The Treasury Select committee1 recently described BitCoin and other digital currencies as a “Wild West Industry” and called for the regulator to have greater oversight and influence. This latest reminder helps to underline the decision in July by Brown Shipley’s Investment Policy Committee that “Crypto-Assets” have no place in a well-managed, risk targeted investment portfolio.
Between July 2010 and the peak of the market last year (16 December 2017) the value of one BitCoin increased by 32 million per cent2. In cash that means £1 would be worth around £322,238. It has since fallen almost 70%.
The rise and fall of digital currencies has generated plenty of column inches already but given the continuing media buzz in this area we wanted to expand on our thinking and also demonstrate that we do not discount any ideas without serious consideration. For simplicity we will focus on BitCoin but almost all of the issues discussed below are shared (or more pronounced) with the ever growing menagerie of digital currency alternatives.
Is BitCoin an alternative to Real Money?
This is the most obvious route to credibility and was almost certainly the intention of the mysterious creator Satoshi Nakamoto who included the following quote from the Times in the very first block of the block chain (the so called genesis block) “03/Jan/2009 Chancellor on brink of second bailout for banks”3. A bailout funded by Central Bank money printing of course. The desire to have money that is free from central bank control continues to be the principal reason for Cryptocurrencies in the eyes of many evangelists. Unfortunately BitCoin fails on some of the fundamental properties required for a reliable currency. Perhaps most crucially it is not a particularly useful medium of exchange, as most of the world’s retailers do not accept it as a form of payment. In fact Morgan Stanley estimated the number of companies adopting BitCoin payment is falling4.
So if BitCoin fails as a currency, should we consider it an asset? In theory anything anybody is willing to buy is an asset. Assuming there is no benefit to holding the asset, like some form of income (which there isn’t), this is simply a judgement on whether you will be able to store your asset (usually at a cost) and ultimately sell it to somebody else in the future. This dynamic has drawn comparisons with commodities, particularly Gold, which exhibits this type of market. Here we encounter another series of problems:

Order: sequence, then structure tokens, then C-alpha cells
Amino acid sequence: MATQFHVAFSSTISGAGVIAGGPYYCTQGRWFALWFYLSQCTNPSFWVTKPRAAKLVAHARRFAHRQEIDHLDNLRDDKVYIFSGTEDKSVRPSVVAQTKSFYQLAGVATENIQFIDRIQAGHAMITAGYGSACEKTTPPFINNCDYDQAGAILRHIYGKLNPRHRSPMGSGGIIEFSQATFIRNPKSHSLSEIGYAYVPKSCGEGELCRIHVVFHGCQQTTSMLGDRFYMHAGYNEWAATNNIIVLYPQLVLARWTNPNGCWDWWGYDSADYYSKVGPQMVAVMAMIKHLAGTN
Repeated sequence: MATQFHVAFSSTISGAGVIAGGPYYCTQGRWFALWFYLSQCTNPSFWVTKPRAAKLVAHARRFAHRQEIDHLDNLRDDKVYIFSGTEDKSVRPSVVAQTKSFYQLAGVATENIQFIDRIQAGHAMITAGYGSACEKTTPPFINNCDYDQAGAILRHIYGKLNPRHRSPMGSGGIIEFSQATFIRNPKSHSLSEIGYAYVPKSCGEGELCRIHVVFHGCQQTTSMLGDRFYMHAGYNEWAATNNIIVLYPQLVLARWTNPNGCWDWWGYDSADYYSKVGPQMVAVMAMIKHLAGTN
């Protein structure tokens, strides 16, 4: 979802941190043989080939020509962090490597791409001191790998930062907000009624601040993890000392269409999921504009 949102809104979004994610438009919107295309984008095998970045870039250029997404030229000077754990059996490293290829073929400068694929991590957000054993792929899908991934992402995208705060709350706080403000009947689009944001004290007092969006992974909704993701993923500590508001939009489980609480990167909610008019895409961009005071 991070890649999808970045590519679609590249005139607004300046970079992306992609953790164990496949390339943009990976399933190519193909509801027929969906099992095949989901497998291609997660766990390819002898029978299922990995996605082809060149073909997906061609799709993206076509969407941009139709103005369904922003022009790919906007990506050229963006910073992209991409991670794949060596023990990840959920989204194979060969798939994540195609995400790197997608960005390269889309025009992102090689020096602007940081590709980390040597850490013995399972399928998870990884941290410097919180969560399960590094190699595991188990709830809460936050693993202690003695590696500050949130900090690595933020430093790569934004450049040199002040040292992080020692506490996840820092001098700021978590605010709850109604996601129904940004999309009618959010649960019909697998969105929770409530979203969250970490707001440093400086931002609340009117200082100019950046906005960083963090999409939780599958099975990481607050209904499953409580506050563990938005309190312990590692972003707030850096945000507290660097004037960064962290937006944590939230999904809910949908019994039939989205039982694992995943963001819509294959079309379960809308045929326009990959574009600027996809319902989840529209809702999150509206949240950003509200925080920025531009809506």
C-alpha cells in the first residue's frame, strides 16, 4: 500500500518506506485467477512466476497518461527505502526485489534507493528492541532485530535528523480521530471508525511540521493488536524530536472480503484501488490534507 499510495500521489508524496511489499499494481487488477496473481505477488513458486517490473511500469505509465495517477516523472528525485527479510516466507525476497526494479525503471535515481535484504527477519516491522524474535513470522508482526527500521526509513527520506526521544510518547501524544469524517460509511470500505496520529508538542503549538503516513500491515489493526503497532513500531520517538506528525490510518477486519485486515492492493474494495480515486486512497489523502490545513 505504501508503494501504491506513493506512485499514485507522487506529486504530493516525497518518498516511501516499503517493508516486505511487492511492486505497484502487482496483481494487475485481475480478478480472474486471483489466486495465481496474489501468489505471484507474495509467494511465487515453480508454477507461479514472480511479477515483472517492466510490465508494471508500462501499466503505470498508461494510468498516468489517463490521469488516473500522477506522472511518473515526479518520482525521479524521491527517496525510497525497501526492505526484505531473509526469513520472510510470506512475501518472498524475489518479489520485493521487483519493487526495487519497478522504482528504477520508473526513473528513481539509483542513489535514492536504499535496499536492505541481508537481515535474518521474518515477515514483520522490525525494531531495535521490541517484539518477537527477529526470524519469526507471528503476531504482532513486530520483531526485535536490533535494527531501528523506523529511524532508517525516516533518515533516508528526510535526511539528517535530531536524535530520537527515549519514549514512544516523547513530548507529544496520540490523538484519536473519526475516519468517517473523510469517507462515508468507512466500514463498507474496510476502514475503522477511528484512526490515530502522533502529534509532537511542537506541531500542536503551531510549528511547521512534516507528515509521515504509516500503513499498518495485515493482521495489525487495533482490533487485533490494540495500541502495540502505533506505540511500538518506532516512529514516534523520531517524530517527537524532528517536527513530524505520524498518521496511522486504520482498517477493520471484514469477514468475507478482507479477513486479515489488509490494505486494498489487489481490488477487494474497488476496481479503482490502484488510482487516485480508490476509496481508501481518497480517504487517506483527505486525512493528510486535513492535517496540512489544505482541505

What about the technology itself? Well that is a different story. The distributed ledger system that Blockchain has pioneered offers a whole range of potential uses, not least in the asset management industry. Indeed many major global businesses are already experimenting with this technology.
At Brown Shipley we are aware of the potential these innovations may present but we just believe we can capture it through our existing research processes, whether that be via specialist Technology funds who are on the ground in the silicon valley, through private equity who provide the venture capital for exciting new projects or even via large cap equities who will benefit from the efficiencies and savings that this technology can provide. So while we acknowledge the exciting developments that the cryptocurrency bubble has generated the digital coins themselves are not the way to gain exposure. We will continue to monitor developments in this area but for the near term at least Cryptocurrencies will stay in the realm of the speculator.
Deputy Chief Investment Officer
This document is for information purposes only and does not constitute investment advice and is not a recommendation for investment. The value of investments and any income from them may fluctuate and are not guaranteed. Investors may not get back the amount originally invested. Past performance is not a reliable indicator of future results. Currency fluctuations may cause the value of underlying investments to go up or down.
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